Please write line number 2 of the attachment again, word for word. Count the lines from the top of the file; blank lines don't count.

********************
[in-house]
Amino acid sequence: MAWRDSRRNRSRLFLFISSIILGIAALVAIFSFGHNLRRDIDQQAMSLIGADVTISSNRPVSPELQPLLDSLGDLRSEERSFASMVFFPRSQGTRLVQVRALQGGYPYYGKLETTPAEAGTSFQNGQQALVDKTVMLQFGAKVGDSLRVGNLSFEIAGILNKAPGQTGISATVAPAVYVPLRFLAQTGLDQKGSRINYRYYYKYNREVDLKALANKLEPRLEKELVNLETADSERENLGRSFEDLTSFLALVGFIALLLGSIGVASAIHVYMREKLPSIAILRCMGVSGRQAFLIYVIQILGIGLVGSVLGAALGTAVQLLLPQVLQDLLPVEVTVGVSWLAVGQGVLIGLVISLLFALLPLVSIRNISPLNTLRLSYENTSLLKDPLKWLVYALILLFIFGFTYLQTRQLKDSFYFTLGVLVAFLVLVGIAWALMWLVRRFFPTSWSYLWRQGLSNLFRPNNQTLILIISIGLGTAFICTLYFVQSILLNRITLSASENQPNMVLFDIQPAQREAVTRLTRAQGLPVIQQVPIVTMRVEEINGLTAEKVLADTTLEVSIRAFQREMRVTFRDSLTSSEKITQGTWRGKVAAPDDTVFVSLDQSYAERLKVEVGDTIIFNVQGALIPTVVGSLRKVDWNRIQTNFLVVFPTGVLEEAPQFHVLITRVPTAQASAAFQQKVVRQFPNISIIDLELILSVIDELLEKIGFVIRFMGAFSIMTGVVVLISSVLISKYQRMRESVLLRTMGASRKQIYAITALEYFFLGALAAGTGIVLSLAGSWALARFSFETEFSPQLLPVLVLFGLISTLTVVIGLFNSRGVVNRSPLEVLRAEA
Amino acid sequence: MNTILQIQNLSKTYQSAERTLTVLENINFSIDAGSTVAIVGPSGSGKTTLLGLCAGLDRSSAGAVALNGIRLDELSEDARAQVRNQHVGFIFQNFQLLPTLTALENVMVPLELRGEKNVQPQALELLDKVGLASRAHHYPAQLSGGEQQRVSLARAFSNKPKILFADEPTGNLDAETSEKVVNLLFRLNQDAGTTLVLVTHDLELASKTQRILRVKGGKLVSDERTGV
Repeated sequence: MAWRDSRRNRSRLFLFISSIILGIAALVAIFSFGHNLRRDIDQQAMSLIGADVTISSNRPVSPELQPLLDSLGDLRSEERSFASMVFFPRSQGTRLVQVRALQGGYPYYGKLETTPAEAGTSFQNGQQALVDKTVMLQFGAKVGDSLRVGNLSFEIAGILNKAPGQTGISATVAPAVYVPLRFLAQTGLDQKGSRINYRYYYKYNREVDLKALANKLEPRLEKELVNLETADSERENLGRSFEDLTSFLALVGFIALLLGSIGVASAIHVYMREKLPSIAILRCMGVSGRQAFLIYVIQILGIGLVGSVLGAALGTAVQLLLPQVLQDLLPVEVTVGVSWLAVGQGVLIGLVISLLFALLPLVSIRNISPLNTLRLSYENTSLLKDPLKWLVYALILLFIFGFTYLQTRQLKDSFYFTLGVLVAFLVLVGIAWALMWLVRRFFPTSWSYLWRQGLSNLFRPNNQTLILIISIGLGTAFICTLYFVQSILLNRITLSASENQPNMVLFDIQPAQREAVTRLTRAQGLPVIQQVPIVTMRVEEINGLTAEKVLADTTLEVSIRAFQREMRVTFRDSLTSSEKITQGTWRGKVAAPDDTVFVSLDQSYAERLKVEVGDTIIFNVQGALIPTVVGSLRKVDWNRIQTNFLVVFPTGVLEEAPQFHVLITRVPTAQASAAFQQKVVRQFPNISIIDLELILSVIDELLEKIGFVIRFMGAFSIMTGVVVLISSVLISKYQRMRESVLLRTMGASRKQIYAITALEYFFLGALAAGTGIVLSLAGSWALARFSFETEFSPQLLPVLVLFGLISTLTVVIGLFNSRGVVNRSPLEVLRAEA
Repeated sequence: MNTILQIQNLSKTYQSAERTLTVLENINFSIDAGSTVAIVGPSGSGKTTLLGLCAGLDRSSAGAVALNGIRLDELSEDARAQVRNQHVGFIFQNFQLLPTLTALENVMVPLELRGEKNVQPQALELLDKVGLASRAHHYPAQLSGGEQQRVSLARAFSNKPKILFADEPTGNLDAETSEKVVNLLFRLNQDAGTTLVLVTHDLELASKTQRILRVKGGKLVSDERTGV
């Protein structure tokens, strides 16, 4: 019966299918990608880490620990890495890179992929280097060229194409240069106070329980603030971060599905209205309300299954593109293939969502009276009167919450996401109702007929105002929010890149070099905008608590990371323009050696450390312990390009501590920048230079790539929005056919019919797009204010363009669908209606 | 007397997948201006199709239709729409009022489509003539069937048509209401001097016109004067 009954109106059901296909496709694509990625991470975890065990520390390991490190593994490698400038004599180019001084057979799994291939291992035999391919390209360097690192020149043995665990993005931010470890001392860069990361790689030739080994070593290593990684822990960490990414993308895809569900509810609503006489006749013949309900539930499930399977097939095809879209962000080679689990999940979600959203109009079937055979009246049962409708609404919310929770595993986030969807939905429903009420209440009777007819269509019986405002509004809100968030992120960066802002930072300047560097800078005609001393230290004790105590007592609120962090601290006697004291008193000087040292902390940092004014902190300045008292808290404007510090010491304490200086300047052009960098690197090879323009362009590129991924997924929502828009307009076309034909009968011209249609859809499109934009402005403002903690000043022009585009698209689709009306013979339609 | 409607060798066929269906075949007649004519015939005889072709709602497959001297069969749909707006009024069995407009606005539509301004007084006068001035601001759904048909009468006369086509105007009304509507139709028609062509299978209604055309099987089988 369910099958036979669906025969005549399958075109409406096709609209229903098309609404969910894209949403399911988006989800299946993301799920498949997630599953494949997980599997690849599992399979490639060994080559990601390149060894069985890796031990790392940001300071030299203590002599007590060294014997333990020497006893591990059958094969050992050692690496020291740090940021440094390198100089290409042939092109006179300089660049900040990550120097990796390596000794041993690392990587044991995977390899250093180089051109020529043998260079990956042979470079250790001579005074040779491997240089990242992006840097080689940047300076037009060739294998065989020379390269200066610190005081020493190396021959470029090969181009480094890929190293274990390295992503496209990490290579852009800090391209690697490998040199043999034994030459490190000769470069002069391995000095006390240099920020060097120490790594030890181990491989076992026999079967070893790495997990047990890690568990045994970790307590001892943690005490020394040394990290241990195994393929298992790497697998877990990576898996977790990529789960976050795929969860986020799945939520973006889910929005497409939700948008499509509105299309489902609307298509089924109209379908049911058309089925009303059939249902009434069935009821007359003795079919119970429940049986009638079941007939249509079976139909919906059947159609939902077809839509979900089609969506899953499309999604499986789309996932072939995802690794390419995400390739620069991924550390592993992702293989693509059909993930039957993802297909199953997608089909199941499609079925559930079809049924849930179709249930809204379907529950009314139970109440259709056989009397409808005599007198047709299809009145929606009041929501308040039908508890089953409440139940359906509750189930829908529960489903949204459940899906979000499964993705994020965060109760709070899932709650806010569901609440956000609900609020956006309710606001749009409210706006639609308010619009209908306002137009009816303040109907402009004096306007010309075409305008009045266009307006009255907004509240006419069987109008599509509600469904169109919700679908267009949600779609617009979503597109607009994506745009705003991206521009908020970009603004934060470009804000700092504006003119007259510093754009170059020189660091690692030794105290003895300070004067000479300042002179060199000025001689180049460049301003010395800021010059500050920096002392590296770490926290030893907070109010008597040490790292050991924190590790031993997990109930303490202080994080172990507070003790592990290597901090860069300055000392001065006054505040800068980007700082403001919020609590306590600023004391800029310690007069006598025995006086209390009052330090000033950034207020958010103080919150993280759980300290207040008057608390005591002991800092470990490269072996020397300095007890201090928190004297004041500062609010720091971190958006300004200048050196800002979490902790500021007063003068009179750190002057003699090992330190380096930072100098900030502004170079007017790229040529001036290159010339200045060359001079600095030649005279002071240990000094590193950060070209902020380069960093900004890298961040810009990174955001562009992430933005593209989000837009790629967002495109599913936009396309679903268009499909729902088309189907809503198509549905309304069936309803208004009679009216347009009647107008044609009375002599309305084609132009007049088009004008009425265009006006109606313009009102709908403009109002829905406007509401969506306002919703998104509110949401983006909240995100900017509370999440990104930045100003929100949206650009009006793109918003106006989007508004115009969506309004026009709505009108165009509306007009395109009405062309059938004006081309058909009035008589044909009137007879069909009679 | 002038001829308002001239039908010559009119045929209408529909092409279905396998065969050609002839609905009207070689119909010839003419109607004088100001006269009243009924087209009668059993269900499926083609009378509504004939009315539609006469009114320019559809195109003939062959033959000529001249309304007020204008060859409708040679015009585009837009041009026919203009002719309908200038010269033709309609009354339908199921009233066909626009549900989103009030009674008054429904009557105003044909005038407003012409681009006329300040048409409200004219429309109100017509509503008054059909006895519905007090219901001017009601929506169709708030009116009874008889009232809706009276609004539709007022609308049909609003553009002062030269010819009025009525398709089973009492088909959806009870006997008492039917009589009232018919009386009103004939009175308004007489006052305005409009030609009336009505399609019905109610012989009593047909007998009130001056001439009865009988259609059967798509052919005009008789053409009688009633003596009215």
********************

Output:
Amino acid sequence: MAWRDSRRNRSRLFLFISSIILGIAALVAIFSFGHNLRRDIDQQAMSLIGADVTISSNRPVSPELQPLLDSLGDLRSEERSFASMVFFPRSQGTRLVQVRALQGGYPYYGKLETTPAEAGTSFQNGQQALVDKTVMLQFGAKVGDSLRVGNLSFEIAGILNKAPGQTGISATVAPAVYVPLRFLAQTGLDQKGSRINYRYYYKYNREVDLKALANKLEPRLEKELVNLETADSERENLGRSFEDLTSFLALVGFIALLLGSIGVASAIHVYMREKLPSIAILRCMGVSGRQAFLIYVIQILGIGLVGSVLGAALGTAVQLLLPQVLQDLLPVEVTVGVSWLAVGQGVLIGLVISLLFALLPLVSIRNISPLNTLRLSYENTSLLKDPLKWLVYALILLFIFGFTYLQTRQLKDSFYFTLGVLVAFLVLVGIAWALMWLVRRFFPTSWSYLWRQGLSNLFRPNNQTLILIISIGLGTAFICTLYFVQSILLNRITLSASENQPNMVLFDIQPAQREAVTRLTRAQGLPVIQQVPIVTMRVEEINGLTAEKVLADTTLEVSIRAFQREMRVTFRDSLTSSEKITQGTWRGKVAAPDDTVFVSLDQSYAERLKVEVGDTIIFNVQGALIPTVVGSLRKVDWNRIQTNFLVVFPTGVLEEAPQFHVLITRVPTAQASAAFQQKVVRQFPNISIIDLELILSVIDELLEKIGFVIRFMGAFSIMTGVVVLISSVLISKYQRMRESVLLRTMGASRKQIYAITALEYFFLGALAAGTGIVLSLAGSWALARFSFETEFSPQLLPVLVLFGLISTLTVVIGLFNSRGVVNRSPLEVLRAEA